A few general questions regarding IF

Hello everybody

I am exploring IF in more depth to determine how this medium has been used and how i could make use of it in the near future.

While reading about IF and the various implementations in general, i noted down the following questions that i would appreciate the advice of the community on:

  1. Why does IF needs a Virtual Machine?
    I gravitated towards TADS because it looks more like a programming language. However, i have also seen Inform and Zorb and noticed a consistent approach in establishing a VM. So, the questions that naturally occur in my mind are: Why have such a low level VM which generates the need to also build a compiler for it? How do these VMs communicate with their environment? Why not have a simpler interperter that parses the language and interpert transactions on a set of objects directly?

  2. My understanding is that TADS and Inform have an inherent need for a set of standard objects and functionality. For example: Room, Door, Action, Region, Actor, etc. Instead of offering these through an API and making the creation of IF a software development task, both environments also offer domain specific languages with a set of desirable characteristics (for example, object orientation, abstraction, inheritance, scripting capabilities and others).

Having said this (and assuming it’s correct :slight_smile: ), where can i find:
a) A BNF expression of the TADS language (or Inform’s (?))
b) Something like a UML class diagram showing the standard objects and their relationships?

I think that these would help immensely to quickly grasp the bigger picture of TADS. I will end up creating such things anyway as i read about TADS but i am just wondering if something like this already exists.

Looking forward to hearing from you

Your questions cross through a few different issues.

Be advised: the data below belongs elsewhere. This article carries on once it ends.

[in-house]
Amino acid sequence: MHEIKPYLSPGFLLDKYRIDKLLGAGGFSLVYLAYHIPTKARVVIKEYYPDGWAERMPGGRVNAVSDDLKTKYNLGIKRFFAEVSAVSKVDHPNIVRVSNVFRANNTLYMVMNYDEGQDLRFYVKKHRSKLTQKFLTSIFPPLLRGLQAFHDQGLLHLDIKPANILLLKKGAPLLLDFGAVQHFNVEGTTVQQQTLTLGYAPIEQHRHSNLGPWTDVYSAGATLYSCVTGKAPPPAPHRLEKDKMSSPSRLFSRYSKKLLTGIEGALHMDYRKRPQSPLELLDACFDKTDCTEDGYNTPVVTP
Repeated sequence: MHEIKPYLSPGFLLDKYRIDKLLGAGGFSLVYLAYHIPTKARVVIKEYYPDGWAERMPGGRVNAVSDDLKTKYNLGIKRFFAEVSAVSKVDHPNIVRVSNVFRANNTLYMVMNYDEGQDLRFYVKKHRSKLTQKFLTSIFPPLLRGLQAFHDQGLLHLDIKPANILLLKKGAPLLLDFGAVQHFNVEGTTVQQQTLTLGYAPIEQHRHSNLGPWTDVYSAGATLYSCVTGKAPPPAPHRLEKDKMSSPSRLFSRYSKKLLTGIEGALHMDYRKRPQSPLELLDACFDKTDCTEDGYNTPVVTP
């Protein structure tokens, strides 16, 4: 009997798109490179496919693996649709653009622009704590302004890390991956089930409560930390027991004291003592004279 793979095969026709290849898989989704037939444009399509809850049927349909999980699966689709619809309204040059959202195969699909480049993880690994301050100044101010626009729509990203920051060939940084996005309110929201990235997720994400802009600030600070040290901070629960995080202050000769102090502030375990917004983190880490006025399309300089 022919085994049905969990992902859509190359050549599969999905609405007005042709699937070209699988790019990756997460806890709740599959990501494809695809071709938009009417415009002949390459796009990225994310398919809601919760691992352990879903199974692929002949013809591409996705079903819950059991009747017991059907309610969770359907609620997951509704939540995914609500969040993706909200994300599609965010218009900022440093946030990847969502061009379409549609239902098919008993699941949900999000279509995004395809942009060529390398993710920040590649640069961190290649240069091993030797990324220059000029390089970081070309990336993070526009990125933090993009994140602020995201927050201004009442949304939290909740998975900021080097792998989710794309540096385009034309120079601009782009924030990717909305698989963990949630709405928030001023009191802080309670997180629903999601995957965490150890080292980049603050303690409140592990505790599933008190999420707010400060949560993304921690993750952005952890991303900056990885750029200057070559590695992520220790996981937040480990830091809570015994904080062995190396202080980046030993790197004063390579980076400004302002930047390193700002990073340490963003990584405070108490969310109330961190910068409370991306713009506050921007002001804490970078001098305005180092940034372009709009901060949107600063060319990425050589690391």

IF originally went for virtual machines because that made it easy to port a game to many computer systems (Apple, Commodore, DOS, etc). In the early days, also, you couldn’t assume that everybody had access to native developer tools. So it made sense to offer an IF compiler as a standalone tool.

The list of desirable platforms has changed over time but the VM system has made it easy to keep old games playable. A modern Z-machine or TADS interpreter will continue to play community games from the early 90s. If we’d all been releasing DOS binaries back then, the IF scene would be a lot uglier and less backwards-compatible.

General programming languages don’t handle IF programming well. In theory you can design an API for anything in any language, but in practice it’s nice to use an IF-specific language. (For example, in most OO languages you have to define a class and then declare a singleton instance of it. In IF, if you use an OO model, you find that most objects are singletons.)

The combination of the VM and a IF-specific language also really simplifies the problem of saving state.

The question of why a low-level (byte-oriented) VM rather than high-level is mostly historic. Infocom designed a low-level Z-machine because anything fancier would have been too heavyweight for the 16-bit computers of the time. Inform (through Inform 6) was designed to compile to the Z-machine. Glulx is a Z-machine replacement but it was designed to support Inform 6 so it has the same basic architecture. (TADS doesn’t have this design history, so TADS 3 is higher-level; it’s object-based rather than byte-based.)